“We had a couple of players missing so we needed Ajaz to open the bowling. He bowled five overs with the new ball, had a break and then came back on to bowl spin. He got a five-for in that game.”

Rob wrote, “The 2019 summer following his Test debut in Abu Dhabi, Patel was back at Cranleigh for another season of club cricket. He wanted to be playing ahead of the tour to Sri Lanka in August of that year. During his first stint at the club, Patel was like so many young overseas cricketers, talented, hoping to make a career out of the game but unsure if he would cut it. When he returned, he was a hardened first-class and Test cricketer. The difference was like day and night.”

“He was so professional nine years later,” Crump says.

“He was very disciplined with diet, how he approached things like stretching. It had a massive impact on everyone else because everyone sees that and goes ‘Wow if he’s doing that, why aren’t we?”

Patel took 56 wickets in 13 matches that season at the remarkable average of 8.43 and his performances helped the club achieve promotion.

“The control he had and the tactical side of things, he just knew how he wanted to get players out,” Crump adds.

“We had a rain-affected game at Valley End. We were chasing promotions and had to bowl them out. He got seven-for and bowled one of the best 12 over spells I have ever seen at club cricket level. We bowled them out in the second to last over.”

“He was absolutely brilliant off the field too. If you wrote down what you want an overseas player to be, he would be exactly what every club would need. He was professional, turned up on time, and did all the junior coaching. All the juniors loved him. He would do spinning classes with them. I just couldn’t speak higher of him.”

He knows, as a spinner from New Zeland, he would receive limited opportunities and thus his target has always been to utilize most of them as he said in an interview, “As a spinner, you thrive on situations where you have an opportunity to contribute to the team and contribute to the environment, especially as a New Zealand spinner, knowing how few opportunities we get.”

“I try not to put any [added] pressure on myself. I still just try to enjoy my cricket and you know obviously faith is a big factor for me, which allows me to stay grounded and back my abilities and be comfortable with whatever’s thrown towards me. So, I mean, I just make sure I’m still working hard and developing my game and continue to grow so that when the opportunity does come, I try and make the most of it.”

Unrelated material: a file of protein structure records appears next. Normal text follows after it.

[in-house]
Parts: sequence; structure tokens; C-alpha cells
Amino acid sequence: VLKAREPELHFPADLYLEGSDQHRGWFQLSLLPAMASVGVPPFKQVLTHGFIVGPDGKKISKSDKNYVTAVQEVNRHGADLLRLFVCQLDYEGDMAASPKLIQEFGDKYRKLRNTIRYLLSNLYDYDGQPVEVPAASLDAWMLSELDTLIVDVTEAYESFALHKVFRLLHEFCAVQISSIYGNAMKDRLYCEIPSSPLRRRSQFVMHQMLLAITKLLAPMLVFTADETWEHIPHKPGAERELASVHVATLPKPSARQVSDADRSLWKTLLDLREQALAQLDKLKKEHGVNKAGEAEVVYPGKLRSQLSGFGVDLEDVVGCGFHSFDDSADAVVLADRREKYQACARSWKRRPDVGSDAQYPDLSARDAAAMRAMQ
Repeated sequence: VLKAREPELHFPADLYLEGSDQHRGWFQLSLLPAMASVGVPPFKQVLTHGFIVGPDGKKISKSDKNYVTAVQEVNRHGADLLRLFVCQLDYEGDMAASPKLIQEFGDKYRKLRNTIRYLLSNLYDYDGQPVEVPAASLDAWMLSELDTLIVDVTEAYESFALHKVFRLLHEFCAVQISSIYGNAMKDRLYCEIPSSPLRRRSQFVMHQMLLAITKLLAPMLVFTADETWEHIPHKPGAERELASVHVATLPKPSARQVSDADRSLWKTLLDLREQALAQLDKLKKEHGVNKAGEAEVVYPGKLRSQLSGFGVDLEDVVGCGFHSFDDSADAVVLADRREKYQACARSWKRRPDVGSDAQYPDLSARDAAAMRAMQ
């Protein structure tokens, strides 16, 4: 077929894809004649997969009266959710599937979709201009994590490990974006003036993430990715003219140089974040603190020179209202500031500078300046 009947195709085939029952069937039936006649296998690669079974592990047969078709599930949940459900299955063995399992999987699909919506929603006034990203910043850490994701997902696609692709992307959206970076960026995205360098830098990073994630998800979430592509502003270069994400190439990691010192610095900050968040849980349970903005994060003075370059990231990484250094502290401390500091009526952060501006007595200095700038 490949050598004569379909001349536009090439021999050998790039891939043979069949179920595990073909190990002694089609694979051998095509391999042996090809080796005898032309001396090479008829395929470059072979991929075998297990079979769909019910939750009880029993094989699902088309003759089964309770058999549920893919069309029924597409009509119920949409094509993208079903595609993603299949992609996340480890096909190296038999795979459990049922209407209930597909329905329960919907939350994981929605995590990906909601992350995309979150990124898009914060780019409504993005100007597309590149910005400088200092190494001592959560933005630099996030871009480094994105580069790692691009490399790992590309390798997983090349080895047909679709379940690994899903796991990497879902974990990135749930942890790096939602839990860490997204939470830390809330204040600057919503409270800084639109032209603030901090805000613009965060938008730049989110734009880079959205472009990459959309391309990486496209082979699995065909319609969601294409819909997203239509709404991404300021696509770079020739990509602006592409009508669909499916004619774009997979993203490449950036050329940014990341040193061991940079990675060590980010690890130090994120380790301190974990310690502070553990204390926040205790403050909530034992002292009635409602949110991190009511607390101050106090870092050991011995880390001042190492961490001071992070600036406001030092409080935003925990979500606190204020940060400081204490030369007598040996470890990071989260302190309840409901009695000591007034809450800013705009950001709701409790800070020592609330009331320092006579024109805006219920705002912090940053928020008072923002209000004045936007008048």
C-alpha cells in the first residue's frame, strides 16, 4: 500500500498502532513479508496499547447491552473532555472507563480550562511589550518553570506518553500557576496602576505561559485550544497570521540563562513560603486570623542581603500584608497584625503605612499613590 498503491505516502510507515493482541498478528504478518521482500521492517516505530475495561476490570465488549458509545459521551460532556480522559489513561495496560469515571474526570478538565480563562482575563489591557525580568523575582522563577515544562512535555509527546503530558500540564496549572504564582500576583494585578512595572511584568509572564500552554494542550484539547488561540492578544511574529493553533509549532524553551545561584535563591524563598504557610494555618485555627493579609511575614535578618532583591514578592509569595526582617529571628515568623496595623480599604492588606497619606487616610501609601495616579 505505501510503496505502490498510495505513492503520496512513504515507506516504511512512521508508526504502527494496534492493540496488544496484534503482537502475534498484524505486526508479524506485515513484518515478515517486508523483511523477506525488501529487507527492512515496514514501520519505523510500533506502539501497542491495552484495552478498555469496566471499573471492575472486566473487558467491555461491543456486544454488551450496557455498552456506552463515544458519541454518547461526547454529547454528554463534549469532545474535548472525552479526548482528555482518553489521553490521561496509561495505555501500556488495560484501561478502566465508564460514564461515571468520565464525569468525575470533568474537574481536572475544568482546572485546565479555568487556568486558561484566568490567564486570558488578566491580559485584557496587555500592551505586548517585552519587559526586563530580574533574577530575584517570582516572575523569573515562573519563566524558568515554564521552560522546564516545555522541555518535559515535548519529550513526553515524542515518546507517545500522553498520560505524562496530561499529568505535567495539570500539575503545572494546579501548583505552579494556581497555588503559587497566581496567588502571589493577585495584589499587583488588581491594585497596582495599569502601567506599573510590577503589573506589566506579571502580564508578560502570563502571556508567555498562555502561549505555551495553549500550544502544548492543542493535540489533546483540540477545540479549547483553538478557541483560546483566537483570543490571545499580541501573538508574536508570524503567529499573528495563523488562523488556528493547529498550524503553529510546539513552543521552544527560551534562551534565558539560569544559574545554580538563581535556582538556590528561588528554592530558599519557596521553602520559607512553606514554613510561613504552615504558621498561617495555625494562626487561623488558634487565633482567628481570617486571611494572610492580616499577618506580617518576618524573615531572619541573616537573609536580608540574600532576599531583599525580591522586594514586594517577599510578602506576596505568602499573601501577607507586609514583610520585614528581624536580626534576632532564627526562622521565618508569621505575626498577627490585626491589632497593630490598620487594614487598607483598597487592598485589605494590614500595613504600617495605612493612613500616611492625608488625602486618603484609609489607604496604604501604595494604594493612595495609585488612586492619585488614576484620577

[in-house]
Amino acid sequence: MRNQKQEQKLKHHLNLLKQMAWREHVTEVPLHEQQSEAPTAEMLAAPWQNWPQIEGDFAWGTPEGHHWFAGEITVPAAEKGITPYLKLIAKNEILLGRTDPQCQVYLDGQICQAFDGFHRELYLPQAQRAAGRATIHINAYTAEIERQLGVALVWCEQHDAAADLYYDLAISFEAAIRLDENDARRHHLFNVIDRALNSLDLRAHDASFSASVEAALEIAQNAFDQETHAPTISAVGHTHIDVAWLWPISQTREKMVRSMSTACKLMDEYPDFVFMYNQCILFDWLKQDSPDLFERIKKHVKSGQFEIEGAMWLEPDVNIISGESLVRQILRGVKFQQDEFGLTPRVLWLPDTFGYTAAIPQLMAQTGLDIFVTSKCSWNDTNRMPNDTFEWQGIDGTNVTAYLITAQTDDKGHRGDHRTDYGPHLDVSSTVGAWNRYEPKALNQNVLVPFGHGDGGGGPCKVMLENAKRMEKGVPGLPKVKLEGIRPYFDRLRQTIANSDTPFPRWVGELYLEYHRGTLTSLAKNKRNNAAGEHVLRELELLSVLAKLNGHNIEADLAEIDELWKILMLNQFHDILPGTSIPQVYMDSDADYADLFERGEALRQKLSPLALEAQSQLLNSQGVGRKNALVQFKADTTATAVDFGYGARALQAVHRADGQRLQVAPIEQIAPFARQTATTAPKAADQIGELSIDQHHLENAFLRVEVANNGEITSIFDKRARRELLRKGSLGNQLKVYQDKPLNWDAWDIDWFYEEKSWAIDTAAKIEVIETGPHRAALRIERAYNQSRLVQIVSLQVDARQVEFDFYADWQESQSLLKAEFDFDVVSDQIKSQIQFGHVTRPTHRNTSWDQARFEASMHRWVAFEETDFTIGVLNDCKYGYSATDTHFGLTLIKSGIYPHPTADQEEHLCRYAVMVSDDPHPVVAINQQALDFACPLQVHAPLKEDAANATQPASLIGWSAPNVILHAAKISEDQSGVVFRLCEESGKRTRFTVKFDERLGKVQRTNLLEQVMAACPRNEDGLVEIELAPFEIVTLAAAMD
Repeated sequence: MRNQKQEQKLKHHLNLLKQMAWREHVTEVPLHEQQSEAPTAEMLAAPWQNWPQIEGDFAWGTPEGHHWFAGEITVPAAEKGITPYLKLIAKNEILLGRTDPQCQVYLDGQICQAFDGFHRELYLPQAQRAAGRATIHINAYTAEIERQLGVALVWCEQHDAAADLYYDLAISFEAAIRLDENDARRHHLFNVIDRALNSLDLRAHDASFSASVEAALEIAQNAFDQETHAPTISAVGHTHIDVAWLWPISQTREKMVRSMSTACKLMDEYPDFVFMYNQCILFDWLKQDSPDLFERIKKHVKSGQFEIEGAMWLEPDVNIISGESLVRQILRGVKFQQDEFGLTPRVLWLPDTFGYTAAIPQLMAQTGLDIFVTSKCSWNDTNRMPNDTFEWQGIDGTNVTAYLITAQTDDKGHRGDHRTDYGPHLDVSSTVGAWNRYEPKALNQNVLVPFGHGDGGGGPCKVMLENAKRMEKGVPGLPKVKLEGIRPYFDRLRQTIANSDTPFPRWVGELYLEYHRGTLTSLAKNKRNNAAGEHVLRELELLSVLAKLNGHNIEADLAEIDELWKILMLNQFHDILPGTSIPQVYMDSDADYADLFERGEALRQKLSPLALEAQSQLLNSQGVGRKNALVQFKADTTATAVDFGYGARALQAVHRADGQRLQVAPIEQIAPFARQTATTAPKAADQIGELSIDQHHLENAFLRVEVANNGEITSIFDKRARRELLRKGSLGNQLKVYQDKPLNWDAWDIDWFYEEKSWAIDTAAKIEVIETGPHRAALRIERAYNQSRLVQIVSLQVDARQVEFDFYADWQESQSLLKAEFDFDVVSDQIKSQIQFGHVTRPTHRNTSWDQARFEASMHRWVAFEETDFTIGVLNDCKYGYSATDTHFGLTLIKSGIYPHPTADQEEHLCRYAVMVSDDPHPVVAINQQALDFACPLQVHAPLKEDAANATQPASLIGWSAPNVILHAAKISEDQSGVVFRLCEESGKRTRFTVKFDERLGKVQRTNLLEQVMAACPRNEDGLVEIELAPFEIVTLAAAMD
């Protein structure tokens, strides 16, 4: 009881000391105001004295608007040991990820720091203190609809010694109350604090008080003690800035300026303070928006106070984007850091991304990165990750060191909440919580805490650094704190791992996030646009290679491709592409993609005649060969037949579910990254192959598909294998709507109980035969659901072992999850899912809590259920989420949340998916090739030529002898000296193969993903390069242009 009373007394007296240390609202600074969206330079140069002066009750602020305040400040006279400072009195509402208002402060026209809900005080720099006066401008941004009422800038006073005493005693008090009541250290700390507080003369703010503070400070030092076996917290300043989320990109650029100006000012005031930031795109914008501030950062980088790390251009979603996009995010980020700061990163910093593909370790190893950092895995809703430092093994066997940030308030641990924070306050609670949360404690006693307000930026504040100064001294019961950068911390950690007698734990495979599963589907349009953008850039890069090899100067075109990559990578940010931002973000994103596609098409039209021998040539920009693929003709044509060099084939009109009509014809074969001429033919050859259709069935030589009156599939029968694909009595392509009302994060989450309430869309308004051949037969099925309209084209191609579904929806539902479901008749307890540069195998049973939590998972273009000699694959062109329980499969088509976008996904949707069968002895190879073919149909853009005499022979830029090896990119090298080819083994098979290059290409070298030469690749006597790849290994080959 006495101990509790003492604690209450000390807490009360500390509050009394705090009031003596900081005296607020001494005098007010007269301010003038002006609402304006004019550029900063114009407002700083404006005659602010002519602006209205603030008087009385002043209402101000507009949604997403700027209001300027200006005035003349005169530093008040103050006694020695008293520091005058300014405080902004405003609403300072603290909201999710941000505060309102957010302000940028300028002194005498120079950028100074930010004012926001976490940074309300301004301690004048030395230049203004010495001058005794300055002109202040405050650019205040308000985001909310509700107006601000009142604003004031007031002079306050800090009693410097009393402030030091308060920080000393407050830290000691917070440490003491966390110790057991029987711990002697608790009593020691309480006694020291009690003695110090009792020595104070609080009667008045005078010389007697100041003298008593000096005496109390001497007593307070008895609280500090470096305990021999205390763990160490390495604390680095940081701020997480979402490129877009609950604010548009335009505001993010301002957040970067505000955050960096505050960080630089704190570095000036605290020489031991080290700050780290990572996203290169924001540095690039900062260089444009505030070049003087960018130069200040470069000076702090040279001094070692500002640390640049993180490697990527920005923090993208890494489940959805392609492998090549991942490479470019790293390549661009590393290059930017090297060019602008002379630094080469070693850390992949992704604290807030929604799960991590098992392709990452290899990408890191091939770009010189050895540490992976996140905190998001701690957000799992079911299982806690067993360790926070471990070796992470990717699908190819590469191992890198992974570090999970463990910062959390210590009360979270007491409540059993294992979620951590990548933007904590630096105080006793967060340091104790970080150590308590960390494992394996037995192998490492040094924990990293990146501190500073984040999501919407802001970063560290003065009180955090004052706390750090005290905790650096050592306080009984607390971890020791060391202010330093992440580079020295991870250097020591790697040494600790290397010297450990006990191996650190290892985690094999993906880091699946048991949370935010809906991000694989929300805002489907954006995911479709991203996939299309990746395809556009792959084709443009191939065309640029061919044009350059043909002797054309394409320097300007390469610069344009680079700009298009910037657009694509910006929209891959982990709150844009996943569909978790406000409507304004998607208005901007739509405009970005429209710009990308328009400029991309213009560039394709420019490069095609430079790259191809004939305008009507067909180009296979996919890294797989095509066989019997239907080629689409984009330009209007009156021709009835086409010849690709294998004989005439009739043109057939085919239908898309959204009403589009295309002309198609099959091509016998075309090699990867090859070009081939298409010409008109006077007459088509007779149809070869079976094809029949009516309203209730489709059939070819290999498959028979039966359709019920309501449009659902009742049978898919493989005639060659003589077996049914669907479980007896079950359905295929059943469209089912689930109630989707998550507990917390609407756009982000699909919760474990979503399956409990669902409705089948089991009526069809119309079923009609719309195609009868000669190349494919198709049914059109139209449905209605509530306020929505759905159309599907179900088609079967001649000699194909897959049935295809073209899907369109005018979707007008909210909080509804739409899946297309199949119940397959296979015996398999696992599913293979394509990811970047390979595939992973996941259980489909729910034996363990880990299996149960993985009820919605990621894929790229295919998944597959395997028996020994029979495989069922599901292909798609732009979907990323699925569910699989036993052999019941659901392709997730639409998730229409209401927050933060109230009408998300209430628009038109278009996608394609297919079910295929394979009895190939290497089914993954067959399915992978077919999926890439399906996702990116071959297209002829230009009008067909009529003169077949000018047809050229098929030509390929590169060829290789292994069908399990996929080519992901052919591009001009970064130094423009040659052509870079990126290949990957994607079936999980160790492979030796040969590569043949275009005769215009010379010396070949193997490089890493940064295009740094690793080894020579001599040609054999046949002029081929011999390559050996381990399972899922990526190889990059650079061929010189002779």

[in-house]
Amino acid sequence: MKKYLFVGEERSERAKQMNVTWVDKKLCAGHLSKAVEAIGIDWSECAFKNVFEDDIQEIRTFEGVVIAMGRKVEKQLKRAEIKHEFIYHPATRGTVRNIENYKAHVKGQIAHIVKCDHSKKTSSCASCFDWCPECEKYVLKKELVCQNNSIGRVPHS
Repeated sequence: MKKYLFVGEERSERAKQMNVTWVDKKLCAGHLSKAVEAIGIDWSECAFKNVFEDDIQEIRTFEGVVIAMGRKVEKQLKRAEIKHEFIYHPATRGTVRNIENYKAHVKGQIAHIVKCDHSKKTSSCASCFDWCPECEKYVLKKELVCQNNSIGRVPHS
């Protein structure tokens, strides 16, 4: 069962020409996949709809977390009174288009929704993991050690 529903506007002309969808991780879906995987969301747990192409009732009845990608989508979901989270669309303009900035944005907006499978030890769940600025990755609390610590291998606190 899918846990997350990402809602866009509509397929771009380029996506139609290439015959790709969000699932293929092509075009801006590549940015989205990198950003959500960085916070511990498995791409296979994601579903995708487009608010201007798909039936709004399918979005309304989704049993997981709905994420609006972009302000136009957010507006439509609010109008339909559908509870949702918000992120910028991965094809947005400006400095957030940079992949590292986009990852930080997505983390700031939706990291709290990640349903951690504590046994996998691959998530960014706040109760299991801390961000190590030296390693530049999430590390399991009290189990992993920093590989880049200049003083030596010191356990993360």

Since his Test debut, he has been all about impact – Patel grabbed 5 for 59 on debut, as New Zealand successfully defended 175 in Abu Dhabi for one of their most memorable Test victories. Then, he went Patel went wicketless in the Wellington and Christchurch Tests against Sri Lanka. His specialist left-arm fingerspin was later needed in Sri Lanka, where New Zealand launched a remarkable comeback to level the series 1-1 with Patel bagging a five-wicket haul in Galle.

Although Patel was not picked for the Australia tour, and then went wicketless at Basin Reserve against India, he was rewarded with a first central contract by mid-2020, with New Zealand leaning towards a spin overhaul. Patel’s accuracy and versatility were valued over Santner’s batting and more defensive left-arm fingerspin.

After having proven his fitness and form in the domestic competitions, Patel worked his way back into New Zealand’s enlarged squad for the England tour, with the World Test Championship final against India thrown in.

In the Test series against England, Sixteen of the 20 wickets they took were shared between Boult, Henry and Ajaz Patel. For all the success of their seam attack, Patel returned match figures of 4 for 59 in 23 overs.

After the series win against England, came the glory against India in the World Test Championship Final.

And, right now, Patel is relishing the moment in Mumbai despite a bittersweet Day 2.


The late bloomer has still a lot to offer for New Zealand.